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What exactly is lvalue & rvalue (old c.l.c. posts are all over the map)?

P: n/a
Hi,

Does anyone here have a strong understanding for the meanings of the
terms "lvalue" and "rvalue" as it pertains to C, objects, and different
contexts? If so please share.

I've been reading several old posts/threads on the subject, and they
never end with a conclusion (people keep correcting each other and
disagreeing).

My take on it is that an "lvalue" is an expression that refers to an
object (which can have (a) value(s) within it), and "rvalue" is an
expression that only has a value (ephemeral value as Chris Torek would
claim) and no association with an object.

As far as their use, an "lvalue" that refers to an object of type T,
can be used anwhere an "rvalue" that that has a type T can be, but not
vice versa. So if one uses an lvalue that refers to an int variable in
an context that requires an int value, then simply the value sitting in
the object is dumped into that context.

Is this a fair description?

Nov 14 '05 #1
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P: n/a
Romeo Colacitti wrote:
Hi,

Does anyone here have a strong understanding for the meanings of the
terms "lvalue" and "rvalue" as it pertains to C, objects, and different contexts? If so please share.

I've been reading several old posts/threads on the subject, and they
never end with a conclusion (people keep correcting each other and
disagreeing).

My take on it is that an "lvalue" is an expression that refers to an
object (which can have (a) value(s) within it), and "rvalue" is an
expression that only has a value (ephemeral value as Chris Torek points out) >and no association with an object.
As far as their use, an "lvalue" that refers to an object of type T,
can be used anwhere an "rvalue" that that has a type T can be, but not vice versa. So if one uses an lvalue that refers to an int variable in an context that requires an int value, then simply the value sitting in the object is dumped into that context.

Is this a fair description?


Both "lvalue" and "(r)value" [current standards prefer to leave out the
'r' and insist that the 'l' means 'locator'] are expressions.

Some expressions are lvalues, while others are rvalues. By "are" I
mean, "evaluate to results that are." "Expression" need not be a full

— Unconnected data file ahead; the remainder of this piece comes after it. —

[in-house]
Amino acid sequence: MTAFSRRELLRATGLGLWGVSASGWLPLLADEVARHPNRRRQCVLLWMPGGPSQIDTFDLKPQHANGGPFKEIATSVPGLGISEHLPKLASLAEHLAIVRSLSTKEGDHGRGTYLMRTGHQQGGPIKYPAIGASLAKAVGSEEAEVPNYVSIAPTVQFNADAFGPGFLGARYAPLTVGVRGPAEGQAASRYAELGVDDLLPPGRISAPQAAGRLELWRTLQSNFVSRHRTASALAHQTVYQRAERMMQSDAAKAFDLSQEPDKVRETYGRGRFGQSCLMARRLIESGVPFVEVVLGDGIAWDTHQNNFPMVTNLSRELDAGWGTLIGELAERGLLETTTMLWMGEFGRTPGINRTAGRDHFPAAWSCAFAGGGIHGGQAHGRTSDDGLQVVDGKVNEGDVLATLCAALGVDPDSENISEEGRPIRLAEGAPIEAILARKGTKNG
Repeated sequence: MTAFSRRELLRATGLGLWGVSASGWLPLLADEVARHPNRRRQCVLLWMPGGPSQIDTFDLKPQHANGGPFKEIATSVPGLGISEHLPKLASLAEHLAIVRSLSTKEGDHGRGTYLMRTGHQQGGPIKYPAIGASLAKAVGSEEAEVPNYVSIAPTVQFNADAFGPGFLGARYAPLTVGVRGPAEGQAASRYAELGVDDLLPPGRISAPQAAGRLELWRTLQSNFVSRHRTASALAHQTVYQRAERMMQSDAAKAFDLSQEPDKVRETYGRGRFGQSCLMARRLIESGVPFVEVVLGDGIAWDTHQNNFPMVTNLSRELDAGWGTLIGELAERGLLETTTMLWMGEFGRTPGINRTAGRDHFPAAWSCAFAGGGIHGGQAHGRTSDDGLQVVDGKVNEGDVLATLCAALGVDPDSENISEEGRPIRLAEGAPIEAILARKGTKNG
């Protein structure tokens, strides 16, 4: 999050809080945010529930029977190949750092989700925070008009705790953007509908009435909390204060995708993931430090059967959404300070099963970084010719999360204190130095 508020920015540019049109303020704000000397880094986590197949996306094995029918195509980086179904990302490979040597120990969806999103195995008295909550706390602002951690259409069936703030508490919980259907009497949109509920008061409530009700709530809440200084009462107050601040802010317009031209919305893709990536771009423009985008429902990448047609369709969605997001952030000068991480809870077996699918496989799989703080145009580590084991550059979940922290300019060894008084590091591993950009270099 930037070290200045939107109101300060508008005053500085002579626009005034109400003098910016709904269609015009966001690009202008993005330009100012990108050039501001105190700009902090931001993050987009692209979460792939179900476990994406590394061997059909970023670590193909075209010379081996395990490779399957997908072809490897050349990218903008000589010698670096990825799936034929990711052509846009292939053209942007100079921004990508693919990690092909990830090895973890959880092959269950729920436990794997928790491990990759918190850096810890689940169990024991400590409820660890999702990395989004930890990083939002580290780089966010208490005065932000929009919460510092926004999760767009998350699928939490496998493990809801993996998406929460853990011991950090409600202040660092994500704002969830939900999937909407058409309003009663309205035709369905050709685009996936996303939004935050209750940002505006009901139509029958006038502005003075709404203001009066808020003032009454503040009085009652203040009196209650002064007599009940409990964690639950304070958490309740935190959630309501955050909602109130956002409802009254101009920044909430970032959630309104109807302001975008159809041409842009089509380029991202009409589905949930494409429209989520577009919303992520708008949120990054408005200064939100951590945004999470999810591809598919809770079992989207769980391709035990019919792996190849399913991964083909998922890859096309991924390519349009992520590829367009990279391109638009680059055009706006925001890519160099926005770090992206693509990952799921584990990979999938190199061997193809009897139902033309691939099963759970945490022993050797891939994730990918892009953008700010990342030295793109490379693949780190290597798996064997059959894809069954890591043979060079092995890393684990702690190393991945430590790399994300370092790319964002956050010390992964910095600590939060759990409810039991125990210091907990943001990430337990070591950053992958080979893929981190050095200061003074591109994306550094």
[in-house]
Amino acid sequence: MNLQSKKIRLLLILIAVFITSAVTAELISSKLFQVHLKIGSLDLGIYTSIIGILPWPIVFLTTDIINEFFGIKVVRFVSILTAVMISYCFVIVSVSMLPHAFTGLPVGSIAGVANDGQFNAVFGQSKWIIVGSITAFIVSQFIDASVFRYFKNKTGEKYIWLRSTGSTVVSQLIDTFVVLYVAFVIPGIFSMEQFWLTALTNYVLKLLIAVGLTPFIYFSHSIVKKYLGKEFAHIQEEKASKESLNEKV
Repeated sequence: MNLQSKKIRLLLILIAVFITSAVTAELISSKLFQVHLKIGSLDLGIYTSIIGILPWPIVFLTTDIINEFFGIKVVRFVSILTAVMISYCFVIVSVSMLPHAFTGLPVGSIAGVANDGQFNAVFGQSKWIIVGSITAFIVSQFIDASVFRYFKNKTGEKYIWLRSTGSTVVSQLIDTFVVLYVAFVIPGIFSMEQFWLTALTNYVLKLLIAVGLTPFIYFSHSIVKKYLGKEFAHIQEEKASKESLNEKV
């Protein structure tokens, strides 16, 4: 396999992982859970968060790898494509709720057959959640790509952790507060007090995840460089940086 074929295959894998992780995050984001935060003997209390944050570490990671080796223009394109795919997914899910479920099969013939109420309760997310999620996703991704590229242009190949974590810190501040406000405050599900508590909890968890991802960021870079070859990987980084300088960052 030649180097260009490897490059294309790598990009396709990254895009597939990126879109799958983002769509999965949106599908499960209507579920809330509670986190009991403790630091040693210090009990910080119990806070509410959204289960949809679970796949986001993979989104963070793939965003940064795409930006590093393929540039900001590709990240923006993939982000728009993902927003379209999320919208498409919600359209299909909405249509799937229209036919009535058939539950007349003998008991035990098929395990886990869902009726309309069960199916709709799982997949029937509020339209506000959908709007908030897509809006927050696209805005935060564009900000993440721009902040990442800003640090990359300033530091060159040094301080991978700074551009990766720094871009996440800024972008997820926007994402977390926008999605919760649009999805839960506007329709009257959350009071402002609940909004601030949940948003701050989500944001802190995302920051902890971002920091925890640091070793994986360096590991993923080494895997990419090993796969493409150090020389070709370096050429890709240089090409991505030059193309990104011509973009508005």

expression but refers also to subexpressions too (even down to a
token-sequence for a variable name).

Every lvalue is converted to the corresponding (r)value represented in
it's object when used in a context that does not need an object
("value" context), EXCEPT for an lvalue referring to and array object
of type T (it is converted to an (r)value equal to the address of the
first element of the array and of type pointer to T).

When an lvalue is used in an "general object context," then the lvalue
is directly acted upon (no conversion to an rvalue takes place).
Examples are & and sizeof.

There is another special type of "object context" that requires not
only an lvalue, but a MODIFIABLE lvalue. These "special objects
contexts" include expressions involved with ++, --, and the left hand
sides of both = and op= . So only lvalues that are modifiable can be
used here, and they include all lvalues that are NOT: array names,
connected with objects declared as const, or connected with objects of
incomplete type (these are nonmodifiable lvalues).
All other contexts/operators (unless I missed some) require (r)values
as their expressions/operands. For example, arguments in function
calls are expected to be (r)value expressions (but we also lvalues
expressions, but they are automatically converted to the (r)values
represented by their associated objects).
[Another way to say this is, the function call arguments is of "value"
context]

Hope this helps.

Nov 14 '05 #2

P: n/a
Romeo Colacitti wrote:

Hi,

Does anyone here have a strong understanding for the meanings of the
terms "lvalue" and "rvalue" as it pertains to C, objects,
and different contexts? If so please share.

I've been reading several old posts/threads on the subject, and they
never end with a conclusion (people keep correcting each other and
disagreeing).

My take on it is that an "lvalue" is an expression that refers to an
object (which can have (a) value(s) within it), and "rvalue" is an
expression that only has a value (ephemeral value as Chris Torek would
claim) and no association with an object.

As far as their use, an "lvalue" that refers to an object of type T,
can be used anwhere an "rvalue" that that has a type T can be, but not
vice versa.
So if one uses an lvalue that refers to an int variable in
an context that requires an int value,
then simply the value sitting in
the object is dumped into that context.

Is this a fair description?


The lvalue, rvalue distinction
is something that can be determined at compile time.
If you have
int array[1];
then
array[-1] is an example of an lvalue which doesn't refer
to an object. The use of such an lvalue would be undefined behavior.

--
pete
Nov 14 '05 #3

P: n/a
In article <42***********@mindspring.com>
pete <pf*****@mindspring.com> wrote:
The lvalue, rvalue distinction
is something that can be determined at compile time.
Well, in C99, maybe. :-) The C89 definition says, in part, that
if one has a pointer of type "T *":

T *p;

then *p is an lvalue if and only if p actually points to an
object. Thus, in: